Tema Q and PASSIM Seminar featuring Kathy Bowrey: “David Unaipon as inventor: Decolonising stories of innovation and patent.”

We are delighted to have Kathy Bowrey visit Tema Q as a special guest on behalf of PASSIM. Dr Kathy Bowrey is a Professor in the Faculty of Law, UNSW, Sydney. She is a legal historian and socio-legal researcher whose research explores laws and practices that inform knowledge creation and the production, distribution and reception of technology and culture. Her primary expertise relates to intellectual property, information technology regulation, regulatory theory, media practice, business history, feminist scholarship and a concern for Indigenous rights.

June 16, 13:15-15:30 Tema Q and PASSIM Seminar featuring Kathy Bowrey: “David Unaipon as inventor: Decolonising stories of innovation and patent.” (Tvärsnittet and Zoom)

About the seminar: David Unaipon descendant Kym Kropinyeri lived with his uncle David Unaipon, an Aboriginal man described as the Australian Leonardo De Vinci and featured on the $50 note. Mr Kropinyeri approached Professor Bowrey with doubts and questions about standard accounts of the inventor’s life and in particular, about his much celebrated 1909 shearing patent. Why did Unaipon fail to benefit from this patent or indeed from any of his other numerous inventions? The family understood that the shearing invention was taken by Cooper Engineering/Sunbeam without recompense. This research was based upon a Research Fellowship at the Museum of Applied Arts and Sciences, Australia and as a Visiting Scholar at the State Library of New South Wales. It draws upon archival material about mechanical sheep-shearing, Cooper Engineering and patent office files, moving from a conventional account of technological innovation that link the story of stand-alone objects to exceptional individuals, to better connect Unaipon’s invention to Aboriginal accounts of survival and opportunity.



Kathy Bowrey website: https://www.unsw.edu.au/staff/kathy-bowrey
PASSIM website: https://liu.se/en/research/passim 
Twitter: @PASSIMproject
Questions and registry: Mattis.Karlsson@liu.se

Christoph Rodrigo de la Torre Presentation: Patenting Atomic Vision [video]

”At exactly what point does a drawing turn into a patent drawing?” This was one of the challenging questions posed by Christoph Rodrigo de la Torre as he presented his paper on the early visual recapitulation of nuclear bomb explosions. These explosions were long believed to resist capture, but they eventually were through a device called the stroboscope, patented in the 1930s. Christoph’s talk also brought to the fore the patent drawing, having emerged as a standard way of visualizing inventions in patent applications after patent models had been abandoned.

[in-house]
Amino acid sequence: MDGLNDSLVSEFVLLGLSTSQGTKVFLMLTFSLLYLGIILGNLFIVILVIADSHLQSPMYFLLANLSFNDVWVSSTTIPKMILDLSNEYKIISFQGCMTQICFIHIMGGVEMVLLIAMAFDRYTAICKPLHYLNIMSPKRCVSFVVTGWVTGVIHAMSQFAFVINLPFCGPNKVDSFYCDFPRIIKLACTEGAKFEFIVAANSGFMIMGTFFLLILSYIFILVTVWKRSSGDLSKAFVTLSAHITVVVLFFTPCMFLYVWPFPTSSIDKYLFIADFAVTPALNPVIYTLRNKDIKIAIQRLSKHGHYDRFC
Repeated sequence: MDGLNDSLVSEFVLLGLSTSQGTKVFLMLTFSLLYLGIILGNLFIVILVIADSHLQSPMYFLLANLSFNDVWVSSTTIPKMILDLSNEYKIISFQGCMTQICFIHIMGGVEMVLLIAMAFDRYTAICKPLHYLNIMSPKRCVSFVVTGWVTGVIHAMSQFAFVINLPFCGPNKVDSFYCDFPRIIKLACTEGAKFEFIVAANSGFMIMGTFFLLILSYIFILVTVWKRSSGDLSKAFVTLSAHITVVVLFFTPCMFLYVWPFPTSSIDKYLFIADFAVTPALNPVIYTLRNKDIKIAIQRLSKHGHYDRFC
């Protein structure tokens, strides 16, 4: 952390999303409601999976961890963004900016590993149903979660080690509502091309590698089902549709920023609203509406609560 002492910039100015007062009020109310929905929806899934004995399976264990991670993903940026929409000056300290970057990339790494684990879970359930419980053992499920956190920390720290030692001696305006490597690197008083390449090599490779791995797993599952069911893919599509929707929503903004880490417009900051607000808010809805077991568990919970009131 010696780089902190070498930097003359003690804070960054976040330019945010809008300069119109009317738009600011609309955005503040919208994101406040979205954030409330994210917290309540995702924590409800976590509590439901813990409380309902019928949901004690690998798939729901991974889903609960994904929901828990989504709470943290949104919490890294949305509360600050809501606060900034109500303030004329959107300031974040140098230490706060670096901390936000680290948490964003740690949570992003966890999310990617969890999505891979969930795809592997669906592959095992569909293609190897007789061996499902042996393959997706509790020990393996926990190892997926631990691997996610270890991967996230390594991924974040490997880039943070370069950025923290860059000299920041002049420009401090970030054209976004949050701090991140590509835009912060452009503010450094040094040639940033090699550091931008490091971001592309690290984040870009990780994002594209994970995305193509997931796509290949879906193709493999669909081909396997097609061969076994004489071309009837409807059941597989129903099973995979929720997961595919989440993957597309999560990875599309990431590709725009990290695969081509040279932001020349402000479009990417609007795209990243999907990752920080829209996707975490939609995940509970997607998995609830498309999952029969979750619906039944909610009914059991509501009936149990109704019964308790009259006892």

The stroboscope was designed to capture microseconds of nuclear explosions, serving as both a documentation of nuclear technology and a form of detachment from the actual destruction resulting from that technology. Christoph conveyed how patents were and still are not only scientific documents but also a literary and visual genre with a certain level of materiality. At the same time, patent drawings such as the stroboscope adhered to a specific logic and a reductionist aesthetic standard. Christoph illustrated how patent drawings had become a profession by, at least, the 1940s, with its own instruction books. At the same time, the legal framework surrounding the use of patent drawings suggests an interesting legislative relationship between word and image that requires further study in the future.

Investigating the stroboscope’s history further ties into more general insights from the history of photographic technology, such as the early impulse of this medium to reduce visual ‘noise’, to slow down events, and to detach objects from their context, stripping them of excessive detail and rendering them entities of singular interest. As a further demonstration on how this patented-visualised technique actually worked, fascinating and ominous at the same time, Christoph showed a few short video sequences of nuclear explosions created with the aid of the stroboscope.

The following discussion emphasized, among other themes, the inventor as not only creator of devices, but as an artistic agent as well, challenging a binary opposition between copyright and patents. Another topic was the emergence of a visual language in patents as a system for representing the functional and invisible. Another relevant medium closely connected to the stroboscope was of course early film and its (mass) production of objects of desire.



Christoph Rodrigo de la Torre is a PhD candidate in Art History, Theory and Criticism at University of California, San Diego.

Video by LiU communications officer Per Wistbo Nibell. Text by Johan Larson Lindal who also chaired the event.